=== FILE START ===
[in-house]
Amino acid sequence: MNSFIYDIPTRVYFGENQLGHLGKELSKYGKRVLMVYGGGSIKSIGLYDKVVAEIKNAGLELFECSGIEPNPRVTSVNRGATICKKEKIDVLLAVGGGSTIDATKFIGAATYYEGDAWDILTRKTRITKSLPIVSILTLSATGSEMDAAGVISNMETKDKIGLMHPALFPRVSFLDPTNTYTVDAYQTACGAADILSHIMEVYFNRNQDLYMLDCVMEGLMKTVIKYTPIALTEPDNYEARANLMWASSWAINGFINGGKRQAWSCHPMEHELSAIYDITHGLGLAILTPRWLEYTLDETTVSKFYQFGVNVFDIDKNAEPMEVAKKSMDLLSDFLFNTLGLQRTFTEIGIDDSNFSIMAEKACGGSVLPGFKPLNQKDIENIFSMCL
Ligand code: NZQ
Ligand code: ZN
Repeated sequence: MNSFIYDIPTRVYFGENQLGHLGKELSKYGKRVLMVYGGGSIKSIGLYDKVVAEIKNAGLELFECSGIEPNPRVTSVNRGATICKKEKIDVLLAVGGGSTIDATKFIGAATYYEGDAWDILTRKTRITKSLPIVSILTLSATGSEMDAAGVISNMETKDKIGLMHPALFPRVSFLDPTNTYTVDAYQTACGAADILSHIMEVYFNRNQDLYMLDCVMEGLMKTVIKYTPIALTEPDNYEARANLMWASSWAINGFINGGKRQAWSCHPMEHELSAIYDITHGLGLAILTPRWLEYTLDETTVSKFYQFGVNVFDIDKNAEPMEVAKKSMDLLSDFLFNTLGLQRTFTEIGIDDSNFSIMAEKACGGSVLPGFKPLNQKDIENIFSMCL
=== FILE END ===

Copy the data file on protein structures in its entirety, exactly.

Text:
[in-house]
Amino acid sequence: MNSFIYDIPTRVYFGENQLGHLGKELSKYGKRVLMVYGGGSIKSIGLYDKVVAEIKNAGLELFECSGIEPNPRVTSVNRGATICKKEKIDVLLAVGGGSTIDATKFIGAATYYEGDAWDILTRKTRITKSLPIVSILTLSATGSEMDAAGVISNMETKDKIGLMHPALFPRVSFLDPTNTYTVDAYQTACGAADILSHIMEVYFNRNQDLYMLDCVMEGLMKTVIKYTPIALTEPDNYEARANLMWASSWAINGFINGGKRQAWSCHPMEHELSAIYDITHGLGLAILTPRWLEYTLDETTVSKFYQFGVNVFDIDKNAEPMEVAKKSMDLLSDFLFNTLGLQRTFTEIGIDDSNFSIMAEKACGGSVLPGFKPLNQKDIENIFSMCL
Ligand code: NZQ
Ligand code: ZN
Repeated sequence: MNSFIYDIPTRVYFGENQLGHLGKELSKYGKRVLMVYGGGSIKSIGLYDKVVAEIKNAGLELFECSGIEPNPRVTSVNRGATICKKEKIDVLLAVGGGSTIDATKFIGAATYYEGDAWDILTRKTRITKSLPIVSILTLSATGSEMDAAGVISNMETKDKIGLMHPALFPRVSFLDPTNTYTVDAYQTACGAADILSHIMEVYFNRNQDLYMLDCVMEGLMKTVIKYTPIALTEPDNYEARANLMWASSWAINGFINGGKRQAWSCHPMEHELSAIYDITHGLGLAILTPRWLEYTLDETTVSKFYQFGVNVFDIDKNAEPMEVAKKSMDLLSDFLFNTLGLQRTFTEIGIDDSNFSIMAEKACGGSVLPGFKPLNQKDIENIFSMCL